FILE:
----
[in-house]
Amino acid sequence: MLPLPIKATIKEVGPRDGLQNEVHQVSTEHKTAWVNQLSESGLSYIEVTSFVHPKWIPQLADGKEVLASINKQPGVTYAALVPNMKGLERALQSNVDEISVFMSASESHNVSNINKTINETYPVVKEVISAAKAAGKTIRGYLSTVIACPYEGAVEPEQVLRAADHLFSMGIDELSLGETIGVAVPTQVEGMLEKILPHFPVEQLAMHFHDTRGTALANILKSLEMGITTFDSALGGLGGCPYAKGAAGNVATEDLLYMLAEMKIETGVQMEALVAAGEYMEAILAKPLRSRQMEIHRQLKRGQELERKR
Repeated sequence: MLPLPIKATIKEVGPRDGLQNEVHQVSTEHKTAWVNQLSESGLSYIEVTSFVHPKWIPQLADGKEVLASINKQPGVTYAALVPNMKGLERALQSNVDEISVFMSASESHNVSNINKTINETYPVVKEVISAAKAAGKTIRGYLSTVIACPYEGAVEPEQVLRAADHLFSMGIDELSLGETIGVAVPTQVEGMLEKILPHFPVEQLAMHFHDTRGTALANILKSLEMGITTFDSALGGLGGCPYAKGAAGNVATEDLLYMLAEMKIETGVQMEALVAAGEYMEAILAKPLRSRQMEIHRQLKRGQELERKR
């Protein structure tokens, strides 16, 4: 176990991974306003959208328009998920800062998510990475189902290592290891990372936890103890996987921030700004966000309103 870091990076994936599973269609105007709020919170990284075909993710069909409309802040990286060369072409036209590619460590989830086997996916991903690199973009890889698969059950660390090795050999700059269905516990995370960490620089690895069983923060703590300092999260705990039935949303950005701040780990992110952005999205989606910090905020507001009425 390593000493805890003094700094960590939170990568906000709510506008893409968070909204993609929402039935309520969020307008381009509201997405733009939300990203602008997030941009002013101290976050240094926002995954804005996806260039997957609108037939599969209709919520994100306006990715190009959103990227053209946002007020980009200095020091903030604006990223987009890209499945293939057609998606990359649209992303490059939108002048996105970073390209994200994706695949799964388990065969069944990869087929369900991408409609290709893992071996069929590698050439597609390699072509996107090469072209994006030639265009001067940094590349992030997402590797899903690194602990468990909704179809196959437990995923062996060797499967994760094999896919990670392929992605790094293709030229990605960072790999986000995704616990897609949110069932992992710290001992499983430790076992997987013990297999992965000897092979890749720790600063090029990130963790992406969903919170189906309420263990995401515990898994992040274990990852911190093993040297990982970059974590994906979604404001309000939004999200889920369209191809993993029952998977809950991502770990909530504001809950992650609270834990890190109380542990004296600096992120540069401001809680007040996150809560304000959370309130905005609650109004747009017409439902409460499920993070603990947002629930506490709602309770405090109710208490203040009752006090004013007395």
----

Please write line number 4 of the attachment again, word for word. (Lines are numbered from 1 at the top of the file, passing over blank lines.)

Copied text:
């Protein structure tokens, strides 16, 4: 176990991974306003959208328009998920800062998510990475189902290592290891990372936890103890996987921030700004966000309103 870091990076994936599973269609105007709020919170990284075909993710069909409309802040990286060369072409036209590619460590989830086997996916991903690199973009890889698969059950660390090795050999700059269905516990995370960490620089690895069983923060703590300092999260705990039935949303950005701040780990992110952005999205989606910090905020507001009425 390593000493805890003094700094960590939170990568906000709510506008893409968070909204993609929402039935309520969020307008381009509201997405733009939300990203602008997030941009002013101290976050240094926002995954804005996806260039997957609108037939599969209709919520994100306006990715190009959103990227053209946002007020980009200095020091903030604006990223987009890209499945293939057609998606990359649209992303490059939108002048996105970073390209994200994706695949799964388990065969069944990869087929369900991408409609290709893992071996069929590698050439597609390699072509996107090469072209994006030639265009001067940094590349992030997402590797899903690194602990468990909704179809196959437990995923062996060797499967994760094999896919990670392929992605790094293709030229990605960072790999986000995704616990897609949110069932992992710290001992499983430790076992997987013990297999992965000897092979890749720790600063090029990130963790992406969903919170189906309420263990995401515990898994992040274990990852911190093993040297990982970059974590994906979604404001309000939004999200889920369209191809993993029952998977809950991502770990909530504001809950992650609270834990890190109380542990004296600096992120540069401001809680007040996150809560304000959370309130905005609650109004747009017409439902409460499920993070603990947002629930506490709602309770405090109710208490203040009752006090004013007395």